Preoperative Breast MRI Associated With Longer Wait Time to Surgery
Preoperative breast MRI use appears to be steadily increasing but instead of improving outcomes it may be causing unwanted consequences.
It may be time to reevaluate the common practice of preoperative breast MRI. A new Canadian study suggested that it is associated with higher likelihood of post-diagnosis breast imaging and biopsies, staging imaging, mastectomy, contralateral prophylactic mastectomy, and a greater than 30-day wait to surgery.
Researchers reported that preoperative breast MRI use appears to be steadily increasing but instead of improving outcomes it may be causing some unwanted consequences.1
“We wanted to evaluate whether use of pre-op MR was associated with potential downstream harms in the form of increased interventions (biopsy, mastectomy) and wait times,” said study investigator Matthew McInnes, MD, who is an associate professor of radiology at the University of Ottawa, in Canada.
He and his colleagues used administrative health care databases in Ontario over 14 geographic regions. The study participants included 53,015 women with primary operable breast cancer treated from 2003 to 2012.
The study showed that 14.8% (7,824 of 53,015) had preoperative MRI and most patients (65%) underwent breast-conserving surgery. The use of preoperative MRI increased eight-fold across all stages during the 10-year period, from 3% of patients newly diagnosed with breast cancer in 2003 to 24% of patients in 2012.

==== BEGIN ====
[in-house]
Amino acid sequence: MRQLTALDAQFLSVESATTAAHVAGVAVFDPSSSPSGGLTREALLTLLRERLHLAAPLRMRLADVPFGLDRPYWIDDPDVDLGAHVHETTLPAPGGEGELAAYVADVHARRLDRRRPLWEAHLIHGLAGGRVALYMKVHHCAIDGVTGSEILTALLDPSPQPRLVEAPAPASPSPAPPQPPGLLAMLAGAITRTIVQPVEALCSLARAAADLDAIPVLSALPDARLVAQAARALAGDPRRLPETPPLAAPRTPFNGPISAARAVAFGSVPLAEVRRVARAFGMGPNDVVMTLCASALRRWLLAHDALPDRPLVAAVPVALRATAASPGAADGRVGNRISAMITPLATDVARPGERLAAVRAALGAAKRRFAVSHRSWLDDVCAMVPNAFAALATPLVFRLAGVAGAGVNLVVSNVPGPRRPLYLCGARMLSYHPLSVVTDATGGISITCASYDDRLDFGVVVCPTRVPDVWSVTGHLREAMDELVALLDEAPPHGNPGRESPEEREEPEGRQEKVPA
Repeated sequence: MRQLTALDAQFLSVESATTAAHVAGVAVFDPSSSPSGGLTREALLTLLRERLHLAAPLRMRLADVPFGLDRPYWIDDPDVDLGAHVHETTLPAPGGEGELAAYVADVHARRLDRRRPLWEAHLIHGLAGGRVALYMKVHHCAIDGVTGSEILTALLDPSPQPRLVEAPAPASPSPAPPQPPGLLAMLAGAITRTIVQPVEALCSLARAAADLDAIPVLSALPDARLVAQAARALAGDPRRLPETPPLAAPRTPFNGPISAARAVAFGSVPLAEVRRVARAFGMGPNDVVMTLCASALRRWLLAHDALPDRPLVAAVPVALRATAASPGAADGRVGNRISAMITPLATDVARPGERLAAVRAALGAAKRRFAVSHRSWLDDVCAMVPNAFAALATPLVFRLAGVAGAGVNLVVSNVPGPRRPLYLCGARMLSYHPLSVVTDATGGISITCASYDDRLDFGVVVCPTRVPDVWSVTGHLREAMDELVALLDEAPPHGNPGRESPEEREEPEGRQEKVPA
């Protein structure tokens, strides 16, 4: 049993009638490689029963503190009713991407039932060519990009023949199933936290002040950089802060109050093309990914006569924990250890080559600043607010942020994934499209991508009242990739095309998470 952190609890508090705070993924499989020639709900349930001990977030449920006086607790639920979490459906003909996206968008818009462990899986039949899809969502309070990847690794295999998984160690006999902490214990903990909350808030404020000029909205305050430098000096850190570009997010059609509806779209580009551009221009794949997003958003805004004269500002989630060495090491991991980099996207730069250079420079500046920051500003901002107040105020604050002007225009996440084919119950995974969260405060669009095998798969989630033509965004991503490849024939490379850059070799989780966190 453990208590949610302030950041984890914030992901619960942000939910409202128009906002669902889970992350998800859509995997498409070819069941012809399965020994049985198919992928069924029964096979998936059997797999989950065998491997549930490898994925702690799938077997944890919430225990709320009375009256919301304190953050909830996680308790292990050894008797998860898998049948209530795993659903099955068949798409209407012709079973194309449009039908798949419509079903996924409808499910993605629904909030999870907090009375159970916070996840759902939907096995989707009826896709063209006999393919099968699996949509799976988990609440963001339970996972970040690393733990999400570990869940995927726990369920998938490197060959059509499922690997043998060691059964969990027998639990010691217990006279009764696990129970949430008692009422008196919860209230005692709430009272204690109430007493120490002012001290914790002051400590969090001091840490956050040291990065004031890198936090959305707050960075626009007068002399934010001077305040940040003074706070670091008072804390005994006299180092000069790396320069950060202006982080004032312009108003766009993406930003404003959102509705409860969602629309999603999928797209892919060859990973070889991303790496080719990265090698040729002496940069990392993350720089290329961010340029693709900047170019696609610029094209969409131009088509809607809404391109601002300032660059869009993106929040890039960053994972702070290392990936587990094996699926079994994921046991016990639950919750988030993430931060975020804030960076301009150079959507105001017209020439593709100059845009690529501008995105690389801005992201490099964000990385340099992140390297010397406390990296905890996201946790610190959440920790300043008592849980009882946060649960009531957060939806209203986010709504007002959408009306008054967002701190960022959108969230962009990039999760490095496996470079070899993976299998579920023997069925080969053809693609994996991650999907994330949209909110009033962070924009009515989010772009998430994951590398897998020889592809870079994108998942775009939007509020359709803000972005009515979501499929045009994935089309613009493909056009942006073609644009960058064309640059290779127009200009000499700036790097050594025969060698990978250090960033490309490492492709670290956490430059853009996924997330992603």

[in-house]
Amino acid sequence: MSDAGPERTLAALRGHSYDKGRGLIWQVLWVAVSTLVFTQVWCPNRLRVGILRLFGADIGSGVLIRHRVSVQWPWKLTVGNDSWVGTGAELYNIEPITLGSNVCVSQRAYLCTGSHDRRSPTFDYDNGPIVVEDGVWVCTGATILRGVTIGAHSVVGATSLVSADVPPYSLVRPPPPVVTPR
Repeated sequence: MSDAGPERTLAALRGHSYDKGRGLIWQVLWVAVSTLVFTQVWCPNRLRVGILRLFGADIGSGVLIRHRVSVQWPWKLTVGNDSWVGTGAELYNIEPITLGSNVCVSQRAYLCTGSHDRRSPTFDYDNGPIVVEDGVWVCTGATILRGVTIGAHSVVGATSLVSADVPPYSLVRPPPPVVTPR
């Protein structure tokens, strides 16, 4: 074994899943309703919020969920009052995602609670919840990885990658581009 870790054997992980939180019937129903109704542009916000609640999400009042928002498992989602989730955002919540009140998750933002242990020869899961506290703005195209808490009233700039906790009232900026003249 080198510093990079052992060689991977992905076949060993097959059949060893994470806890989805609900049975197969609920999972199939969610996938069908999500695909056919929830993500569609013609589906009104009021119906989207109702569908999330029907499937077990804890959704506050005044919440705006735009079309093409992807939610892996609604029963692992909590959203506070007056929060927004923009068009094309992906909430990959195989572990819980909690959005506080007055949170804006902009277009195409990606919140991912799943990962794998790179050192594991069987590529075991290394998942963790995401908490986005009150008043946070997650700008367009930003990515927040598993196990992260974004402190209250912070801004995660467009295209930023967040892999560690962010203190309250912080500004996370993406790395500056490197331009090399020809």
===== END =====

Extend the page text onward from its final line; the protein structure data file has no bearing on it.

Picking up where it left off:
The study found that use of preoperative MRI was associated with increased post-diagnosis breast imaging (odds ratio [OR], 2.09), post-diagnosis breast biopsies (OR: 1.74), and post-diagnosis imaging to assess for distant metastatic disease (OR: 1.51).
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It was also associated with higher rates of mastectomy (OR: 1.73), contralateral prophylactic mastectomy (OR: 1.48), and a greater than 30-day wait to surgery (OR: 2.52), according to the researchers.
Patient-related factors associated with higher preoperative MRI use were younger age, higher socioeconomic status, and higher comorbidity score. Health system and clinician factors related to increased preoperative MRI included surgery in a teaching hospital and fewer years of surgeon experience.